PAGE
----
A New Wildfire Sends Smoke Up Near Mammoth Mountain

Times Staff Report

Another wildfire is burning near Reds Meadow Valley, after a long-dormant lightning strike grew to 22 acres. The fire is burning in wilderness and is not threatening life or property.

"Fire crews are responding to the Lost Fire, located southwest of the Reds Meadow Valley in the John Muir Wilderness," said Deb Schweizer, the public affairs officer with the Inyo National Forest.

The fire is approximately 22 acres in size and has been determined to be lightning-caused fire from the storm system that passed through the area on Oct. 2, she said.

"This fire is a “sleeper” or “hold-over” fire that was detected (Oct. 16) when activity picked up with drier and warmer conditions," Schweizer said.

The Inyo Hotshots, Crain Valley Hotshots, Inyo’s Crew 2, and Helicopter 525 are suppressing the fire, she said. "Their primary focus is line construction along the eastern flank where the protection of developed areas in the Reds Meadow Valley are the highest priority. Crews are scouting containments lines along the other flanks, looking to construct direct fireline along the fire’s edge. However, steep, inaccessible terrain may dictate that crews go indirect; using trails, ridgelines, and rock barriers to safely contain the fire," she said.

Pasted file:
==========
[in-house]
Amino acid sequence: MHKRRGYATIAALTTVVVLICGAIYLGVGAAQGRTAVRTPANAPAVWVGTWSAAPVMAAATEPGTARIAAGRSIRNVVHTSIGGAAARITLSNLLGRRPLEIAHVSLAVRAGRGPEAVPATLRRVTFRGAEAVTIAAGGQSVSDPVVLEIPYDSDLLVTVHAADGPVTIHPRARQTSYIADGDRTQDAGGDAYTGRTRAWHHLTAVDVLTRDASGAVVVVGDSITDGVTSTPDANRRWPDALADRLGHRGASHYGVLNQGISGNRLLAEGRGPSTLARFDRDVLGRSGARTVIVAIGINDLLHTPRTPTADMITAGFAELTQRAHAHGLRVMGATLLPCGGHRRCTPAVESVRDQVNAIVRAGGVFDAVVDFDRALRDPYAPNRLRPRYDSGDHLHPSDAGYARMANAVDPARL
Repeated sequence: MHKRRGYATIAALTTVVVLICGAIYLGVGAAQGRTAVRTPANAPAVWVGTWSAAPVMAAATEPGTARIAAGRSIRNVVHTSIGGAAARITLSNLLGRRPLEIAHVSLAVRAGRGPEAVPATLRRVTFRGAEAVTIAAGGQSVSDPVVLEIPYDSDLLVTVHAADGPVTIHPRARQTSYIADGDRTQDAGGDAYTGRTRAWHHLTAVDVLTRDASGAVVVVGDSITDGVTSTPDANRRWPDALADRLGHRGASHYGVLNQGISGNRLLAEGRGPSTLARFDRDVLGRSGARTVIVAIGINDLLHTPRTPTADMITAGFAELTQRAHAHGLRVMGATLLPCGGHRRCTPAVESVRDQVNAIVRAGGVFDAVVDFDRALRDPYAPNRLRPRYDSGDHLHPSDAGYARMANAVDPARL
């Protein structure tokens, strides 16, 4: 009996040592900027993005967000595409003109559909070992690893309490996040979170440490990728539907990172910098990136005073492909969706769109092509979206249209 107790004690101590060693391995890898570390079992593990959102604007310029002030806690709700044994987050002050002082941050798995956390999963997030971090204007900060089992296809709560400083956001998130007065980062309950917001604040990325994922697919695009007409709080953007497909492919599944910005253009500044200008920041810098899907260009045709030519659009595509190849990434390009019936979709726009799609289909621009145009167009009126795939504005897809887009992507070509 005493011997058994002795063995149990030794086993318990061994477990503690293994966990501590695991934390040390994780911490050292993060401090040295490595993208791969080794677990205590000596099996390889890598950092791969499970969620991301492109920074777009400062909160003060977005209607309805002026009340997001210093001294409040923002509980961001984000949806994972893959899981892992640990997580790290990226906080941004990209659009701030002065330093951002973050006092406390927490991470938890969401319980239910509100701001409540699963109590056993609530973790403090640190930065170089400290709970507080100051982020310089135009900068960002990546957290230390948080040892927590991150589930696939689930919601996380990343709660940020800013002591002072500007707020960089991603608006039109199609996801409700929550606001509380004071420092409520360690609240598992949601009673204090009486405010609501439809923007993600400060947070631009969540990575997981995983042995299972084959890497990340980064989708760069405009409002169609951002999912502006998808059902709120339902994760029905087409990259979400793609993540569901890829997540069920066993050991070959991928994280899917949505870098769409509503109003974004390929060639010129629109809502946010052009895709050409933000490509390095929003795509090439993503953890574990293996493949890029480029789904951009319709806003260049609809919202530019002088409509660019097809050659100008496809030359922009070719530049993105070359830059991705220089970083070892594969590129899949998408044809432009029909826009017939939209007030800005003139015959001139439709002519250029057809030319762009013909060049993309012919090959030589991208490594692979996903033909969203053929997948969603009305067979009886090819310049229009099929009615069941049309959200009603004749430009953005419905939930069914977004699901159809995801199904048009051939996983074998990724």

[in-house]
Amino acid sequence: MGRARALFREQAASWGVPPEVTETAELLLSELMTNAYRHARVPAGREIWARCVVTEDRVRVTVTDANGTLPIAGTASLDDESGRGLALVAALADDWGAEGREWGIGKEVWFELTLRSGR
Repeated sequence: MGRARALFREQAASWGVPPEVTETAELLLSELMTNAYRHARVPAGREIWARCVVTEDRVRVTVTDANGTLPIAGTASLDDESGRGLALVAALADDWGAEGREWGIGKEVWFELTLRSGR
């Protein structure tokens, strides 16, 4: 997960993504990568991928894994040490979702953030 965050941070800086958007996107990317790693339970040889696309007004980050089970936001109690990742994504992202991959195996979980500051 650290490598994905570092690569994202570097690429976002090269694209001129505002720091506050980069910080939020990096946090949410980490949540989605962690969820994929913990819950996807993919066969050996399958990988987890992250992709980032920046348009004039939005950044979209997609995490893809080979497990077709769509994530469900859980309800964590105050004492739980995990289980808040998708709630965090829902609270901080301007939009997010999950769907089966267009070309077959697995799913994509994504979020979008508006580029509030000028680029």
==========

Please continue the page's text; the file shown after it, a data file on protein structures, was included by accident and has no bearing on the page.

There is currently no threat to life or property. There are no closures at this time, including nearby trails. Smoke is visible from Mammoth Mountain (including from their summit webcam). Smoke may be visible in Mammoth Lakes.

The fire is burning within the perimeter of the 1992 Rainbow Fire and is consuming dead and down fuels from that fire. It is burning in brush and mixed conifer forest. The sun-exposed areas within the Rainbow Fire perimeter are allowing the fuels to dry, Schweizer said. However, the cold, shorter days are moderating fire activity.

Helicopter 525 and Inyo’s Crew 2 are responding and aditional crews have been ordered. There is currently no threat to life or property, Schweizer said.

What makes the fire so unusual is it is burning in October, at a relatively high elevation of about 7,000 acres; it started and kept going after a significant rain storm earlier this month; and it has continued to burn even through the colder than normal temperatures of the past few weeks.

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